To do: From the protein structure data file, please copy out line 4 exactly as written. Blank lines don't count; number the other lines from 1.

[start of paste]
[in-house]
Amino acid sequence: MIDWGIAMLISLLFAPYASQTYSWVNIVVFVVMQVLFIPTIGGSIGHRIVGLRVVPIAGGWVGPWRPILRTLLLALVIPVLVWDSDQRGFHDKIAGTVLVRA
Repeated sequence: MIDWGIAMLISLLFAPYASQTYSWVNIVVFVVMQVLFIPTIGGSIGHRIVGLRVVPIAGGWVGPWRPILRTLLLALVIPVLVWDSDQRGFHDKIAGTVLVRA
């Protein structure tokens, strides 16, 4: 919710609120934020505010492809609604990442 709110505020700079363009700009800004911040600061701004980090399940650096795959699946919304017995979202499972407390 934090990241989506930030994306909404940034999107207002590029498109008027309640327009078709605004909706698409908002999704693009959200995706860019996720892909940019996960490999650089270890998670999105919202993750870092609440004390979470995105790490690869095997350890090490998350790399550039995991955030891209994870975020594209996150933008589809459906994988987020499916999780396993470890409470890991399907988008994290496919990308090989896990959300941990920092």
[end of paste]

């Protein structure tokens, strides 16, 4: 919710609120934020505010492809609604990442 709110505020700079363009700009800004911040600061701004980090399940650096795959699946919304017995979202499972407390 934090990241989506930030994306909404940034999107207002590029498109008027309640327009078709605004909706698409908002999704693009959200995706860019996720892909940019996960490999650089270890998670999105919202993750870092609440004390979470995105790490690869095997350890090490998350790399550039995991955030891209994870975020594209996150933008589809459906994988987020499916999780396993470890409470890991399907988008994290496919990308090989896990959300941990920092």